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Could Jaguar's transition into an all-electric brand force one of its less commercially successful models into retirement too early?

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It’s now a decade since British sports car and saloon specialist Jaguar chose a motor show stand in Geneva, Switzerland, to tell the world that it was finally taking on one its toughest assignments in modern times: going after the BMW 3 Series. 

This time, unlike with the Ford Mondeo-based X-Type, it would do that with a proper, rear-driven saloon worth its salt. Later in 2014, the extensively aluminium-constructed Jaguar XE met the world’s motoring press in Paris, and production at Castle Bromwich began the following year. 

And now - after for so long trying to compete with arguably the most dominant and successful executive saloon in the world, and lately setting its sights a little lower - the XE is staring retirement in the face. By 2025, we are told, Jaguar’s modern reinvention as an all-electric brand will be up and running - and every one of its old combustion-engined models, this one included, will have been withdrawn from sale.  

So now in its twilight years - and itself like some tribute to a time when Jaguar still harboured ambitions to strike out among Europe’s big-selling premium brands, rather than transforming itself into a zero-emissions luxury player as it seems now intent on doing - what does the XE have to offer today’s executive saloon buyer? And it might it be worth one final fling in a British-built, combustion-engined saloon, before the lights finally go out on Jaguar saloons as we have known them?



jaguar xe update review 2024 02 panning side

The Jaguar XE’s showroom fortunes tell a story of great ambition, a few questionable choices, and bad timing on behalf of its maker. 

It adopted the same D7a platform chassis that serves under the XF, F-Pace and the Range Rover Velar and that confers an all-aluminium chassis design (in a class where predominantly steel cars remain the norm), longways engines, double-wishbone front suspension, multiple links at the rear, and a natively rear-wheel-drive layout (with clutch-actuated, electronically controlled four-wheel drive on some models).

Aluminium, JLR's go-to material, accounts for 75% of the body weight in the Jaguar XE

Ten years ago, that kind of construction was exotic enough to compare fairly favourably with the Mercedes C-Class, BMW 3 Series and Audi A4 of the time. But what’s really interesting to observe is what has happened to the compact executive car market since 2014, and exactly where the Jaguar XE fits into it now. 

Because although it was slightly small by class standards when introduced, this car’s market positioning has crept down a market segment, while its original rivals have crept up. As we’ll explore more fully later, through model renewals and mission expansions, the BMW 3 Series and its German equivalents have become cars that it’s realistically impossible to pay less than £40,000 for, with many big-selling versions ‘transacting’ much nearer £50k.

While the XE was singularly failing to match the sales volumes of those executive rivals, though, it was slowly amortising its fixed costs, avoiding complication and embracing a relative value advantage that now delivers it to market from little more than £33,000 in entry-level diesel form, and from under £37k even as a fairly potent, mid-range, 247bhp four-cylinder turbo petrol.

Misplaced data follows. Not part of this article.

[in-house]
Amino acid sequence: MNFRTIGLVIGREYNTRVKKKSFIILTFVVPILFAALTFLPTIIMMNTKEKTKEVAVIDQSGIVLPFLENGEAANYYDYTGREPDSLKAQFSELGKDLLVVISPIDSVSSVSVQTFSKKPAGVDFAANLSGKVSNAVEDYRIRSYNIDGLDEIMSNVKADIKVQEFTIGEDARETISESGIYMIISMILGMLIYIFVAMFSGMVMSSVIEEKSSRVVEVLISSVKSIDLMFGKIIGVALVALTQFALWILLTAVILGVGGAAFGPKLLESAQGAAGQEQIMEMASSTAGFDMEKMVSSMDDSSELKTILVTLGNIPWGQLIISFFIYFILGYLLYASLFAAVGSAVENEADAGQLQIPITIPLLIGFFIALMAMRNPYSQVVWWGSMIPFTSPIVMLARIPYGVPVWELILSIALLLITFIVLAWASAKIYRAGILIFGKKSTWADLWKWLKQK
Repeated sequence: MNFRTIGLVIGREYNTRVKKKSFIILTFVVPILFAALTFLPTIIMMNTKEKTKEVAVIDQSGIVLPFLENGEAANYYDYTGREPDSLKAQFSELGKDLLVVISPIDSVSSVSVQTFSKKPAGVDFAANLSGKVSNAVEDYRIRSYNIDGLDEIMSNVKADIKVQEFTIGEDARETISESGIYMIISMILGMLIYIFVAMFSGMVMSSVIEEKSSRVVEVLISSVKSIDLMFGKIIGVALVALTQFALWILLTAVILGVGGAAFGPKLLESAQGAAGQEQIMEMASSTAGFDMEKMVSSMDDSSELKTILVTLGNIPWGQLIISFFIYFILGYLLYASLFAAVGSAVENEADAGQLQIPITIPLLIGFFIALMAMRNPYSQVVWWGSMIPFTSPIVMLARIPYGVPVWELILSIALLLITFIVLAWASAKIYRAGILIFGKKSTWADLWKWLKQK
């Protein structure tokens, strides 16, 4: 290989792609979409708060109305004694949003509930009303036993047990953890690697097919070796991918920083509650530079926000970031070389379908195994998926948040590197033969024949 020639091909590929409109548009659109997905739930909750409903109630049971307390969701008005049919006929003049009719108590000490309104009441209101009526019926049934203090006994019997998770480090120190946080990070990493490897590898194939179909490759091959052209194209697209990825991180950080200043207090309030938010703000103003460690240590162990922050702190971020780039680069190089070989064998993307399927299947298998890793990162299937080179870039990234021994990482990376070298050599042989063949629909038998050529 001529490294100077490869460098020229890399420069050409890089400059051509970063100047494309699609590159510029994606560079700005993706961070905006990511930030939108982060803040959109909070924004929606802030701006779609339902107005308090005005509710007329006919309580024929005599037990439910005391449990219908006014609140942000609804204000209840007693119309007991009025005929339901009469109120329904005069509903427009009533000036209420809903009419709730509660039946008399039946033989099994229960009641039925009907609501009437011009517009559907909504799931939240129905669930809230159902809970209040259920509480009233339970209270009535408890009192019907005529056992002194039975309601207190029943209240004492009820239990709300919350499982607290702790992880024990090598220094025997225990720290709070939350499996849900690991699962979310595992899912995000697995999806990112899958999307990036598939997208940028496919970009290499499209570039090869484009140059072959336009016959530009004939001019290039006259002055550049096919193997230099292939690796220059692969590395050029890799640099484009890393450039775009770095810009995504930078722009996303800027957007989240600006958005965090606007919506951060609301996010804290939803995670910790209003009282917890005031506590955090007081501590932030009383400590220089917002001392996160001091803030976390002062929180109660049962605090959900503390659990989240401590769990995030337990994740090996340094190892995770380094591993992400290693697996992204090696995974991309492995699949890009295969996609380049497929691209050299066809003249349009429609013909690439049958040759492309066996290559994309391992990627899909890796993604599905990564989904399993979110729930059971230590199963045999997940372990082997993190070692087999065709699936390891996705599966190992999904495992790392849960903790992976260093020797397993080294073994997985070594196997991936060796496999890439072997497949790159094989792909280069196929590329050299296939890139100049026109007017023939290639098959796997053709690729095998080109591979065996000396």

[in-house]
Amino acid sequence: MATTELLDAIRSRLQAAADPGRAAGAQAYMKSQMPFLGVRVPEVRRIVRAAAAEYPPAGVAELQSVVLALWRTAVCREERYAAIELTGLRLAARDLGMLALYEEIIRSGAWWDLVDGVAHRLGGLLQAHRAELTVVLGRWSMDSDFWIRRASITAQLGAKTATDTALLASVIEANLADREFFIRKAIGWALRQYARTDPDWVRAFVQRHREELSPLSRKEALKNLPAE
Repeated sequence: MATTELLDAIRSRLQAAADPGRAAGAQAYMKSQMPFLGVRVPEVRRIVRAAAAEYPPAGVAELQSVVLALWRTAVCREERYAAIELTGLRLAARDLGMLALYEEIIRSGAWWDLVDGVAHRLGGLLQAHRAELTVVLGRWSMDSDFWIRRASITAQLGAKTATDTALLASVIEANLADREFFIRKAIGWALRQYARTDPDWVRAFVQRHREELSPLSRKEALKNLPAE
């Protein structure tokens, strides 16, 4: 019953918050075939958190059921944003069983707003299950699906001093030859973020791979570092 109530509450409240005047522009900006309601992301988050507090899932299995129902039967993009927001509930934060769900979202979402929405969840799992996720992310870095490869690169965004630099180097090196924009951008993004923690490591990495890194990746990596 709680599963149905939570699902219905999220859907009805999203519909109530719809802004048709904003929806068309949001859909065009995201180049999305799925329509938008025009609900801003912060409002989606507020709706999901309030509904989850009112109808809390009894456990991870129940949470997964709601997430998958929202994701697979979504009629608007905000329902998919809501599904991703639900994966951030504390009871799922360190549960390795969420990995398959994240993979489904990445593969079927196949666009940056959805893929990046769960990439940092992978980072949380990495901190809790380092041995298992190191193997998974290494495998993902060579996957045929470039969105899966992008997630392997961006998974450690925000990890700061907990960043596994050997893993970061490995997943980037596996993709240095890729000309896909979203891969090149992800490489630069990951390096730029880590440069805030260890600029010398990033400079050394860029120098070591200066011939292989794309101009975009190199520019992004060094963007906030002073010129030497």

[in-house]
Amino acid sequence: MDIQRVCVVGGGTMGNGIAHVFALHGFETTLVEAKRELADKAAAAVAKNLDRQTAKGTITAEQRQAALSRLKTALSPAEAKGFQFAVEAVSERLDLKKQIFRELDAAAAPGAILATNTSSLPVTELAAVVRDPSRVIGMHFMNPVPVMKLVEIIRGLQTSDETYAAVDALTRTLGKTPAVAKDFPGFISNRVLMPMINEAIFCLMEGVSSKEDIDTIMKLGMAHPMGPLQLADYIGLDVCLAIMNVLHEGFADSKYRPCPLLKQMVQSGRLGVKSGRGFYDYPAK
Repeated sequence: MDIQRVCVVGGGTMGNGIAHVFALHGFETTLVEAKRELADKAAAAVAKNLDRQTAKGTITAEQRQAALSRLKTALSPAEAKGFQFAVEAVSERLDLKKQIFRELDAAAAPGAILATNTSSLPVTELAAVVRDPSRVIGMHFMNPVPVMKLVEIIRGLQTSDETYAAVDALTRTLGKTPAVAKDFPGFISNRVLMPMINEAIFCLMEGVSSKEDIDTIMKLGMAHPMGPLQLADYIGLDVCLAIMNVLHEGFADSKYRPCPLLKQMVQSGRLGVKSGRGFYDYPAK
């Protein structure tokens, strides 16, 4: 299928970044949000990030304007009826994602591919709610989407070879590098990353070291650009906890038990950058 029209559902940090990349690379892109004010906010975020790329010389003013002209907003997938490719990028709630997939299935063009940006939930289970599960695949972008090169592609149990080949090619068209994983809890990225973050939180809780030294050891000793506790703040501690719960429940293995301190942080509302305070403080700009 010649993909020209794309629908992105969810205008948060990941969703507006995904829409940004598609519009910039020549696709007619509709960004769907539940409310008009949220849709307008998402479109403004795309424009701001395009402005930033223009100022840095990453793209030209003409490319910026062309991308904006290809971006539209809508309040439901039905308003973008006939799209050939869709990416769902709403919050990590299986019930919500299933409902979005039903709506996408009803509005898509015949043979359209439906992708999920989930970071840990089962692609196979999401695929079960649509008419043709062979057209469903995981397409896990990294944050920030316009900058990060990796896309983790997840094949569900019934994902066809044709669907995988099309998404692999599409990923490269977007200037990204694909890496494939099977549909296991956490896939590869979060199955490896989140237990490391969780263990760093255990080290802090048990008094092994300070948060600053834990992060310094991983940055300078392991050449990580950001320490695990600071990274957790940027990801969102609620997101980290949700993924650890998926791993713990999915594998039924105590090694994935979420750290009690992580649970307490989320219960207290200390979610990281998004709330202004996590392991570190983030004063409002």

It’s probably not by chance, then, that in the new range-topping P300 AWD Sport trim that we’re testing it in in 2024, the XE lines up as an almost exact match on price with Audi’s S3 Quattro saloon and the BMW M235i xDrive M Sport. Both of those Germans are, of course, transverse-engined, natively front-wheel-drive competitors with necessarily higher engine packaging, higher centres of gravity and less equal weight distributions – and both could be said to be derived from hatchback platforms.

Could these be the glory days of Jaguar’s smallest saloon, then? Looking back through its life, there were certainly times when it had more sound and fury. The demise of the AJ126-powered V6 XE S in 2017 is a particular shame - and the short-lived, herocially over-engined Project 8 super-saloon is especially hard to forget.

However you see it, Jaguar has just cut down the XE’s derivative range for possibly one last time. There are now only five models left within it in total. Three rear-driven, mild-hybrid four-cylinder D200 diesels (R-Dynamic S, SE Black and HSE Black, each with 201bhp); one upper-mid-range, rear-drive, R-Dynamic HSE Black P250 petrol; and one final range-topping P300 AWD Sport range-topper. The last of those happens to be the only XE now offered with all-wheel drive, and it’s the only one that gets adaptive dampers as standard (Configurable Dynamics and uprated brakes are optional on lower-level models).

The range-topping XE we tested weighed in at 1740kg on Millbrook’s proving ground scales – 89kg heavier than its homologated kerb weight, but fitted with at least some optional equipment (panoramic glass roof, etc) to explain away the ballast.


jaguar xe update review 2024 09 interior

The Jaguar XE never compared well with its original competitor set for outright passenger space, but now that it finds itself with cars like the Mercedes CLA, Audi A3 Saloon and BMW 2 Series Gran Coupé for company on price, what it offers seems a lot more palatable.

Passenger space feels a shade more snug in both rows than is the executive class norm, but the same could be said for its new competitors. Taller drivers might just run out of head room behind the wheel, while fully grown adults may not be too keen on travelling in the back for very long - although space back there is fine for smaller ones, and for kids.